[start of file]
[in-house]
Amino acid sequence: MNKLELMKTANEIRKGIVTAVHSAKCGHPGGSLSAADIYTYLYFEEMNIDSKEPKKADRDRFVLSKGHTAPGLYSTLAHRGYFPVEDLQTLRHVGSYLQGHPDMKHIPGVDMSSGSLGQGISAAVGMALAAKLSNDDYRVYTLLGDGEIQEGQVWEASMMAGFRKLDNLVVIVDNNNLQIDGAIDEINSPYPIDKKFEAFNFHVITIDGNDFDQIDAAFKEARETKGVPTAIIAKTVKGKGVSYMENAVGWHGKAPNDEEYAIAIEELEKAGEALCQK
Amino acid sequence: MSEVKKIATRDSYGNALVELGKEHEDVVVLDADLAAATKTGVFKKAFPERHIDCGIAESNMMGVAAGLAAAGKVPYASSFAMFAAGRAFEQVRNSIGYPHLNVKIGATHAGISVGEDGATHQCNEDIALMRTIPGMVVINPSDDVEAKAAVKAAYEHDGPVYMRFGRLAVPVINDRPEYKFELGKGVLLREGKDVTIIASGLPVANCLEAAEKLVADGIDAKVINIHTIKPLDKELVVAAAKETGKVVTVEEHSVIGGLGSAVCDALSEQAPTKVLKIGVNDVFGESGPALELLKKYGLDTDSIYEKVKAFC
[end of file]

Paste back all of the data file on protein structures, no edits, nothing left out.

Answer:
[in-house]
Amino acid sequence: MNKLELMKTANEIRKGIVTAVHSAKCGHPGGSLSAADIYTYLYFEEMNIDSKEPKKADRDRFVLSKGHTAPGLYSTLAHRGYFPVEDLQTLRHVGSYLQGHPDMKHIPGVDMSSGSLGQGISAAVGMALAAKLSNDDYRVYTLLGDGEIQEGQVWEASMMAGFRKLDNLVVIVDNNNLQIDGAIDEINSPYPIDKKFEAFNFHVITIDGNDFDQIDAAFKEARETKGVPTAIIAKTVKGKGVSYMENAVGWHGKAPNDEEYAIAIEELEKAGEALCQK
Amino acid sequence: MSEVKKIATRDSYGNALVELGKEHEDVVVLDADLAAATKTGVFKKAFPERHIDCGIAESNMMGVAAGLAAAGKVPYASSFAMFAAGRAFEQVRNSIGYPHLNVKIGATHAGISVGEDGATHQCNEDIALMRTIPGMVVINPSDDVEAKAAVKAAYEHDGPVYMRFGRLAVPVINDRPEYKFELGKGVLLREGKDVTIIASGLPVANCLEAAEKLVADGIDAKVINIHTIKPLDKELVVAAAKETGKVVTVEEHSVIGGLGSAVCDALSEQAPTKVLKIGVNDVFGESGPALELLKKYGLDTDSIYEKVKAFC